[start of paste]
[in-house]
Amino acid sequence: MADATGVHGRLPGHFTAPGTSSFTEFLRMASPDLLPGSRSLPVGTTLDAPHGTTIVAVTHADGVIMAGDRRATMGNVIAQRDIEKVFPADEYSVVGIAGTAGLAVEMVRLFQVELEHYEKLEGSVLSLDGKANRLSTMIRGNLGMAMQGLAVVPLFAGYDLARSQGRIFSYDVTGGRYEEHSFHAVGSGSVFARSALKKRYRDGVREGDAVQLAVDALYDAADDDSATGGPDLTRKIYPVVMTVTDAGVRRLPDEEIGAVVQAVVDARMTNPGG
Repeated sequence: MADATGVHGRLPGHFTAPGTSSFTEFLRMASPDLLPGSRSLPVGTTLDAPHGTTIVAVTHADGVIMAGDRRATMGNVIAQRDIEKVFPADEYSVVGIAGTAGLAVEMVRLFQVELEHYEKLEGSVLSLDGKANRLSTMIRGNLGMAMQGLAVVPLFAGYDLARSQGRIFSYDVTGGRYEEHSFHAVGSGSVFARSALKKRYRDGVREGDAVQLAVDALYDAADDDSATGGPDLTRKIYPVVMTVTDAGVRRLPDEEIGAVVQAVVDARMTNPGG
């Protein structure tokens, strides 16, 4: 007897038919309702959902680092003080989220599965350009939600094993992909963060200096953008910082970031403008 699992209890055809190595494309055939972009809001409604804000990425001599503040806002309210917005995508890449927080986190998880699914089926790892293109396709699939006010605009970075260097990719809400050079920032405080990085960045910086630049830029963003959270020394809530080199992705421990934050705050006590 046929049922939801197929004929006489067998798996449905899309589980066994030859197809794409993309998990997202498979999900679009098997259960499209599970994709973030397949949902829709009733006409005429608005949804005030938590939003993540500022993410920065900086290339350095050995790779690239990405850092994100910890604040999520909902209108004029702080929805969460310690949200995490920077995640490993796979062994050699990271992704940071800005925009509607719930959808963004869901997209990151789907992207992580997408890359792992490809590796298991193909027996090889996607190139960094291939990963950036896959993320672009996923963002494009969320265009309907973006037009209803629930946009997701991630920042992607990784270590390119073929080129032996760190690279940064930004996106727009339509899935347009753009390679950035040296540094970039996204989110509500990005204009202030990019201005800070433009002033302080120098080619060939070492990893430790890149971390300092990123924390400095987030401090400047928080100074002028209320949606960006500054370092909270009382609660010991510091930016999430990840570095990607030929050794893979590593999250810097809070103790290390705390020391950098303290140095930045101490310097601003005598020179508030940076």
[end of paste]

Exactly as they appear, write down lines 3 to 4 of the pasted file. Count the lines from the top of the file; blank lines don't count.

Repeated sequence: MADATGVHGRLPGHFTAPGTSSFTEFLRMASPDLLPGSRSLPVGTTLDAPHGTTIVAVTHADGVIMAGDRRATMGNVIAQRDIEKVFPADEYSVVGIAGTAGLAVEMVRLFQVELEHYEKLEGSVLSLDGKANRLSTMIRGNLGMAMQGLAVVPLFAGYDLARSQGRIFSYDVTGGRYEEHSFHAVGSGSVFARSALKKRYRDGVREGDAVQLAVDALYDAADDDSATGGPDLTRKIYPVVMTVTDAGVRRLPDEEIGAVVQAVVDARMTNPGG
């Protein structure tokens, strides 16, 4: 007897038919309702959902680092003080989220599965350009939600094993992909963060200096953008910082970031403008 699992209890055809190595494309055939972009809001409604804000990425001599503040806002309210917005995508890449927080986190998880699914089926790892293109396709699939006010605009970075260097990719809400050079920032405080990085960045910086630049830029963003959270020394809530080199992705421990934050705050006590 046929049922939801197929004929006489067998798996449905899309589980066994030859197809794409993309998990997202498979999900679009098997259960499209599970994709973030397949949902829709009733006409005429608005949804005030938590939003993540500022993410920065900086290339350095050995790779690239990405850092994100910890604040999520909902209108004029702080929805969460310690949200995490920077995640490993796979062994050699990271992704940071800005925009509607719930959808963004869901997209990151789907992207992580997408890359792992490809590796298991193909027996090889996607190139960094291939990963950036896959993320672009996923963002494009969320265009309907973006037009209803629930946009997701991630920042992607990784270590390119073929080129032996760190690279940064930004996106727009339509899935347009753009390679950035040296540094970039996204989110509500990005204009202030990019201005800070433009002033302080120098080619060939070492990893430790890149971390300092990123924390400095987030401090400047928080100074002028209320949606960006500054370092909270009382609660010991510091930016999430990840570095990607030929050794893979590593999250810097809070103790290390705390020391950098303290140095930045101490310097601003005598020179508030940076």